where is the normalized version of and .

In a similar way, we can also incorporate hierarchical information of users as:

where and is the normalized version of , which indicates the parent-child relationship in hierarchical side information of users. is number of layers of the hierarchy and .

2.4. The Proposed Framework HIRE

Previous subsections introduce the model components that aim to capture both flat and hierarchical side information. Combining them, the framework HIRE is to solve the following optimization problem:


where and . and control the contribution of flat information, and decides the contribution of hierarchical information. Hence, the proposed framework simultaneously models both flat and hierarchical side information with mathematical coherence. Following the tradition (Koren et al., 2009), we will use the gradient descent method to optimize the formulation of the proposed framework. Next we will use as one example to illustrate how to get the gradient of parameters due to the page limitation. Before calculating the gradient, we define , , , and that can be used to simplify the expressions:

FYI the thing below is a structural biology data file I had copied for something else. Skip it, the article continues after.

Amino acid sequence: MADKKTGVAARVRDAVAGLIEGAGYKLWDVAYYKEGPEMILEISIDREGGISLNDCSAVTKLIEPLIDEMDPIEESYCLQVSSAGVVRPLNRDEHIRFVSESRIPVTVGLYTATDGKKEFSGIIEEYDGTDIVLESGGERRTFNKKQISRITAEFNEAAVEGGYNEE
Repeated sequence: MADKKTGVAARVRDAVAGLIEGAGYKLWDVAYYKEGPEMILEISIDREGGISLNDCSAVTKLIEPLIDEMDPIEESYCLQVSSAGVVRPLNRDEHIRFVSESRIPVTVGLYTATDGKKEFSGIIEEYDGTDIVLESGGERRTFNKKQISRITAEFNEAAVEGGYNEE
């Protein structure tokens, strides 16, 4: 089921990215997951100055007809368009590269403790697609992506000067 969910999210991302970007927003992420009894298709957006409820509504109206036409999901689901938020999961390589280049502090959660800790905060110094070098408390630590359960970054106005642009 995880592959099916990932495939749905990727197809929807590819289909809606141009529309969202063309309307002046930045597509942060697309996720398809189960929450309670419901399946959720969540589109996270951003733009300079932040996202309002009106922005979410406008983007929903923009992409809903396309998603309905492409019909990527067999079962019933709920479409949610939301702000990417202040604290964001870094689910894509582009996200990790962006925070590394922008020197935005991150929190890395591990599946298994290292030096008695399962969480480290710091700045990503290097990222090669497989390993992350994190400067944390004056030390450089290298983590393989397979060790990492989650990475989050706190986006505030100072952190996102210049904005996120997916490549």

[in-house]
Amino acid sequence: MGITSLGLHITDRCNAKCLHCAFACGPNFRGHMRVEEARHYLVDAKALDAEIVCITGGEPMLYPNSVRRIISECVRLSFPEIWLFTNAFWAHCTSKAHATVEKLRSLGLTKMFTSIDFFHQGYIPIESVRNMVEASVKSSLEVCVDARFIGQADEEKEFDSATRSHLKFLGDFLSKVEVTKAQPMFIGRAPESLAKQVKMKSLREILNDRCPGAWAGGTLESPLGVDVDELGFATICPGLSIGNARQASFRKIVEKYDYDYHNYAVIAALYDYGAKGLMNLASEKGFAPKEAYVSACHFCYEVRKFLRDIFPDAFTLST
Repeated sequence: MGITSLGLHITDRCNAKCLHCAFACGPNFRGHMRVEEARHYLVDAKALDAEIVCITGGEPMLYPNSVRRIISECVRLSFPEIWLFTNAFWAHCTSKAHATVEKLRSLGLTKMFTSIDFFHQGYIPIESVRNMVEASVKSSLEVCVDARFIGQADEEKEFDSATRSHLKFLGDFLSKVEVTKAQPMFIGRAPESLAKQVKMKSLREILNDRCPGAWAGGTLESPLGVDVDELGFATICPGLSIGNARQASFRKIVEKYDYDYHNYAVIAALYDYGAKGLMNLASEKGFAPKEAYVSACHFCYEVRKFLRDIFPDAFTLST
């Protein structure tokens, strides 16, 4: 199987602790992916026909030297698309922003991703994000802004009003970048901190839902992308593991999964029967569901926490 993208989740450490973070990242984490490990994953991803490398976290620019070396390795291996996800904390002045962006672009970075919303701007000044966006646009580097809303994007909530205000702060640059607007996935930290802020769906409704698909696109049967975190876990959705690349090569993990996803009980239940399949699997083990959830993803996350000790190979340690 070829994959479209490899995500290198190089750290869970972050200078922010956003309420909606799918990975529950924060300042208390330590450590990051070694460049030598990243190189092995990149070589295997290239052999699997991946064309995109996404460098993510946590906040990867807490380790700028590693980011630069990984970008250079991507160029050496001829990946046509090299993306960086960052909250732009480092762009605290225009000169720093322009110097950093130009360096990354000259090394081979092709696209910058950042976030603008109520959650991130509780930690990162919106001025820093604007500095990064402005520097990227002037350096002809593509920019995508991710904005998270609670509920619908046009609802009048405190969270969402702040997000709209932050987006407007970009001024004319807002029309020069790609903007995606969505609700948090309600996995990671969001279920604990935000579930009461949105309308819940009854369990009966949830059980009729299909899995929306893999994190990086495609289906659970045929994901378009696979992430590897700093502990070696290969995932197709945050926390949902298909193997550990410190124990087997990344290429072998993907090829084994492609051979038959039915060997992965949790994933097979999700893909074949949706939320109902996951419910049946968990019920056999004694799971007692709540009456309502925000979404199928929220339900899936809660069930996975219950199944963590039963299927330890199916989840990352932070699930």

where and . By dropping irrelevant terms in Eq. (7), remaining terms related to are as follows:

Now, we can obtain the gradient of as:


2.4.1. Time Complexity Analysis

The most expensive operations in the optimization process are updating and , which in each iteration will cost and , respectively. Thus, assume iterations are needed in total, the overall time complexity of the optimization process is .

3. Experiments

Methods MovieLens (100K) MovieLens (1M) BookCrossing
40% 60% 80% 40% 60% 80% 40% 60% 80%
SVD 1.0152 0.9704 0.9491 0.9161 0.9087 0.8947 4.7746 2.8866 2.0899
NMF 1.0352 0.9955 0.9715 0.9446 0.9293 0.9227 2.9381 2.7832 2.6055
I-CF 1.0601 1.0485 1.0343 1.0229 1.0065 0.9975 2.0216 1.9989 2.2250
NeuMF 1.0928 1.0877 1.0849 0.9872 0.9834 0.9825 2.0191 1.8708 1.8586
mSDA-CF 1.0968 1.0891 1.0792 1.0498 1.0482 1.0466 3.0015 2.1992 1.8692
HSR 0.9879 0.9647 0.9376 0.9074 0.8906 0.8742 4.8821 4.1072 3.6137
HIRE 0.9703 0.9398 0.9243 0.8957 0.8778 0.8607 2.3364 1.9193 1.8432
Table 1. Recommendation performance comparison. All prediction differences between HIRE and other methods are statistically significant.

In this section, we firstly introduce the experimental settings. Then, we compare the proposed framework HIRE with representative baselines to answer the first question. Finally, we analyze each model component, which gives answer to the section question. To encourage the reproducible results, we make our code publicly available at:

3.1. Experimental Settings

We evaluate the proposed framework on three benchmark datasets MovieLens (100K), MovieLens (1M), and BookCrossing and all of them are publicly available (Harper and Konstan, 2016; Ziegler et al., 2005).